By: Mary-Ellen Davis, Assistant News Editor
Photo courtesy of Raven Jackson
Senior Raven Jackson was recently announced the winner of the 2017 Red Ribbon Campus PSA Contest after she submitted a short video promoting healthy alternatives to drug use.
The Drug Enforcement Administration flew Jackson out to Portland, Oregon, to attend the National Association of Student Personnel Administrators Strategies Conference.
Jackson was joined by Allison Frey, a Towson health educator and co-director of the Alcohol, Tobacco & Other Drug Abuse Prevention (ATOD) Center. Jackson and the ATOD Center were awarded $1,000 for Jackson’s video, which they will put towards more alcohol and drug prevention work on campus, according to Frey.
According to Jackson, the minute-long video was meant to point out the importance of finding healthy alternatives to drug and alcohol use, instead of focusing on what drugs do to your body.
“At first, I had the idea of taking the classic ‘this is your brain on drugs’ and trying to flip it,” said Jackson, who is also the Counseling Center’s student outreach assistant and a media content creator. “But I couldn’t think of ways to do that in an animation, so I wanted something that could also have the graphics and the icons that could be easily digested by the audience.”
Jackson also recognized that college students are used to “being thrown information telling us not to do things,” spurring her to create content that pointed students towards finding alternatives to drug use.
“The biggest thing at this point is to help people who have even been in those situations, or really don’t want to be in those situations,” she said.
Frey believed the video’s content fit perfectly with the messages that the Counseling Center is trying to send to students. Frey mentioned that one part of the video reminded her of Tigerfest, and how some of the other parts of the video were reminiscent of other alternatives on campus.
“We have a meditation room [in the Counseling Center] and just walking in the Union and seeing all those activities that people can just jump into at any moment versus getting into alcohol and drugs, so it just fit perfectly,” Frey said.
According to Frey and Jackson, the money won from the contest will go towards bringing more attention to being safe on campus through initiatives like increasing social media presence, starting a bus campaign and drawing more people to the spring carnival.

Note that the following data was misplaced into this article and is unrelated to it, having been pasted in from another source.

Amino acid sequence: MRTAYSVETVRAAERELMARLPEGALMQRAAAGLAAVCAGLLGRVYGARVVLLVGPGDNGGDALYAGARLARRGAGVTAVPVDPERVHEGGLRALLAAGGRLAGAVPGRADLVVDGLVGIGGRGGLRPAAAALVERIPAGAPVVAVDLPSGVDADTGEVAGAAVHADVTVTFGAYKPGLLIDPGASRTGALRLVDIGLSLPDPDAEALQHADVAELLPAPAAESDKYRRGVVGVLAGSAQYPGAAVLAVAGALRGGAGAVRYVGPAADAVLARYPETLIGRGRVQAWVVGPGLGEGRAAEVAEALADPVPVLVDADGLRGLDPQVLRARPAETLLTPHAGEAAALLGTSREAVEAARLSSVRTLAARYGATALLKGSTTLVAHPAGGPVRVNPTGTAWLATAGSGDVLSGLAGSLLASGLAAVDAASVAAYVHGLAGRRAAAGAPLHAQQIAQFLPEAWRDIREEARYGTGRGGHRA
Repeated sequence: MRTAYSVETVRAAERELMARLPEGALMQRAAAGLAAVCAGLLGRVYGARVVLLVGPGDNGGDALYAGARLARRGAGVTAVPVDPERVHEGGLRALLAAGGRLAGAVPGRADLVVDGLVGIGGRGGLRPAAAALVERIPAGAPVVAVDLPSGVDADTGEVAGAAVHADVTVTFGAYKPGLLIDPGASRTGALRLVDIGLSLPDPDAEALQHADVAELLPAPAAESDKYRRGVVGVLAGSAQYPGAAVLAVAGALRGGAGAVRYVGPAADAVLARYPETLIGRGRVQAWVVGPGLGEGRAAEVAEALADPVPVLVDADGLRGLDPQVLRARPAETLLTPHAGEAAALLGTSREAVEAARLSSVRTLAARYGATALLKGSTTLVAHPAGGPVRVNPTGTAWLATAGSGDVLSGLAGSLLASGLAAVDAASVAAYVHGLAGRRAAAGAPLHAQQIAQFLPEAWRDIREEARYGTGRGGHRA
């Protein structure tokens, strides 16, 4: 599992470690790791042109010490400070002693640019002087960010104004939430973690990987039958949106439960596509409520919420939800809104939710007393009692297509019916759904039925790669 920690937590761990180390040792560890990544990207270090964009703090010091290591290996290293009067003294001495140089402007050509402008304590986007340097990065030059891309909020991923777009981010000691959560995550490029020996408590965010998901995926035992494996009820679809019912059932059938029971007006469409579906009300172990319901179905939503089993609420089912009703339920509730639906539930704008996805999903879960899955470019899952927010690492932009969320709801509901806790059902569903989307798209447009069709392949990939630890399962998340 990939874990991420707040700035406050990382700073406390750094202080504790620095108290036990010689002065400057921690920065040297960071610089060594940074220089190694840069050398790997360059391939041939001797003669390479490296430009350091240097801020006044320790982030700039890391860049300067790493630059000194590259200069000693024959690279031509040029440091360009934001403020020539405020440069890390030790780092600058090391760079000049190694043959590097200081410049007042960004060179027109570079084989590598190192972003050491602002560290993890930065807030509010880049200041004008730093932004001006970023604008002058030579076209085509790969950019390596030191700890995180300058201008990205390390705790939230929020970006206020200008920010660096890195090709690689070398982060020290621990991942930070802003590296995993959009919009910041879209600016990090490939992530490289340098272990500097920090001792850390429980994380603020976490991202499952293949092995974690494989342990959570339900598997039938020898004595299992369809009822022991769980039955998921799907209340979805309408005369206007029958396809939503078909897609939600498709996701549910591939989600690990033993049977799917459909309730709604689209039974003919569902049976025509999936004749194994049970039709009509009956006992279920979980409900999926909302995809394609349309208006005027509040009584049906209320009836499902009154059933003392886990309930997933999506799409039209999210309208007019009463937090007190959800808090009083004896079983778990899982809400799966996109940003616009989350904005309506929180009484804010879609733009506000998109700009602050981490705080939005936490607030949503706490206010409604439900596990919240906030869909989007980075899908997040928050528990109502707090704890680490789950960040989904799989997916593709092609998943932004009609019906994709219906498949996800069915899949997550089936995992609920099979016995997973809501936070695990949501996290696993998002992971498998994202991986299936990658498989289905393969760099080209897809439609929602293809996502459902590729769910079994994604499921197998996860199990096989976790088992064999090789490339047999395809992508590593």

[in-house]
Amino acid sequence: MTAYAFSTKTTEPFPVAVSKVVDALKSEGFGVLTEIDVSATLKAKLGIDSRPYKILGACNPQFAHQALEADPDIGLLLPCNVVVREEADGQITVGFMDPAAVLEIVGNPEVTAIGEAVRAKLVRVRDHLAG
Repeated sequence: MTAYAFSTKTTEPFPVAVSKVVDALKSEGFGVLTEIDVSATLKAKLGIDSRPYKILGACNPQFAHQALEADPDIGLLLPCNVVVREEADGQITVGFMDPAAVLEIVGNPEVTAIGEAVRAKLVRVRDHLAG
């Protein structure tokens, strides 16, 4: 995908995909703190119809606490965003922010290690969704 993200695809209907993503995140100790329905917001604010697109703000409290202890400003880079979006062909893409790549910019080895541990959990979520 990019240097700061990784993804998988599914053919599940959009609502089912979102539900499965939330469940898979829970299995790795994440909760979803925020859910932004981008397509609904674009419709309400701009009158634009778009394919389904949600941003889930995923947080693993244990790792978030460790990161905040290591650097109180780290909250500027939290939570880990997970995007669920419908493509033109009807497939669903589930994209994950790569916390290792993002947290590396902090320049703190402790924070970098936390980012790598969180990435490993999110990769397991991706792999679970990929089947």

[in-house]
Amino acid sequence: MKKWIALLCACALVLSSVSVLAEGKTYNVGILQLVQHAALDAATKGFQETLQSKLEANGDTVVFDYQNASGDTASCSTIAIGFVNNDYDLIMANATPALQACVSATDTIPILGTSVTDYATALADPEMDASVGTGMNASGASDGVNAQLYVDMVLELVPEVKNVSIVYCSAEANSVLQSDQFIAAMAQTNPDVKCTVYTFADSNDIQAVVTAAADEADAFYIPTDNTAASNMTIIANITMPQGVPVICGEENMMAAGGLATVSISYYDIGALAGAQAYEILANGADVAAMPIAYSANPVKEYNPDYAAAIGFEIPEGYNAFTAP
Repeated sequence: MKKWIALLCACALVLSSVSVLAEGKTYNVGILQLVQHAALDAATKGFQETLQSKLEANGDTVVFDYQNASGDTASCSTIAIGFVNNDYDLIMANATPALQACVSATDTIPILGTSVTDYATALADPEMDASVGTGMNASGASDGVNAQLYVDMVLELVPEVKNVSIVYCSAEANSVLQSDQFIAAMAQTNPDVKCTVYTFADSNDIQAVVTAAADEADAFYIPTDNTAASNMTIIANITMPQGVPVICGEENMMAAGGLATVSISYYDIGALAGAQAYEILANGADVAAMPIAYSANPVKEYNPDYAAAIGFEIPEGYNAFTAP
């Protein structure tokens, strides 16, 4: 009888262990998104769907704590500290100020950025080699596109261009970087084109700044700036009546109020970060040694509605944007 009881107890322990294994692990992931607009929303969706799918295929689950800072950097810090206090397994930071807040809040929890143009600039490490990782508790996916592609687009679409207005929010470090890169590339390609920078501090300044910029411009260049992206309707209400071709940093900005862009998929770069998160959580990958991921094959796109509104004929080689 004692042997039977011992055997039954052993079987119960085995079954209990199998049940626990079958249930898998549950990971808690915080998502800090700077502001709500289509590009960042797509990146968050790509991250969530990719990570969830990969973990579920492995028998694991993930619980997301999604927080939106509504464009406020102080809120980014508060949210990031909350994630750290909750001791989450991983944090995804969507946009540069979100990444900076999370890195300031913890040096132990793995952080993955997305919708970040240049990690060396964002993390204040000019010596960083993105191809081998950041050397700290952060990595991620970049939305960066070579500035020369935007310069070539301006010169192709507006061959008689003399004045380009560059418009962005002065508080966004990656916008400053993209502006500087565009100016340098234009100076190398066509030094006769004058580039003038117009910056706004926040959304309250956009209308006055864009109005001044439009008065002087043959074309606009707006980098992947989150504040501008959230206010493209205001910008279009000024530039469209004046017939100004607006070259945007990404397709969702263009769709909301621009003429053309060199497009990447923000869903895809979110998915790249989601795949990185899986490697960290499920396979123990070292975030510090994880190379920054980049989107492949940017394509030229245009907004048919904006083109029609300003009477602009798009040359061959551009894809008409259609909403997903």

“We do a carnival in the spring, and since I kind of anticipate we need to use this money by the end of the semester, that’s kind of my thoughts,” Frey said. “How we can beef up our spring, which is really a safe summer send-off message for students, so thinking how we can really make that more fun and bring in more students.”
The carnival is meant to celebrate the end of the semester while reminding and encouraging students to have a safe and fun summer. It will be held May 13 outside of Ward and West, and have a variety of activities like carnival games, grilling, and a dunk tank, according to Frey.
Frey and Jackson both stressed that they also wanted to connect students with various resources already available, such as counselors, collegiate recovery programs, or even just “party smart” strategies.
There are various groups that students can join if they are trying to get away from drug and alcohol use, such as the Towson University Collegiate Recovery Community. According to Jackson, TUCRC is there for students who want to get sober and stay off drugs and alcohol.
Sophomore Lee Zweiacher, a geography and land surveying major, said he thinks flyers would be a good step towards further alcohol and drug abuse prevention.
“It’s kind of hard to reach a lot of people on campus because emails are rarely checked, so you can’t put it in that because not a lot of people are going to see it,” Zweiacher said. “The best choice I think personally would be flyers on the elevators because there’s nothing else to really see in an elevator.
Junior Gloria Emelike, a nursing major, thinks Jackson’s PSA was informative, citing the misuse of opioids as an example of drug abuse.
“What [Jackson] said was kind of right,” Emelike said. “There’s other things you can do instead of misuse drugs. There’s campus activities, like she said, self-care, and the health center.”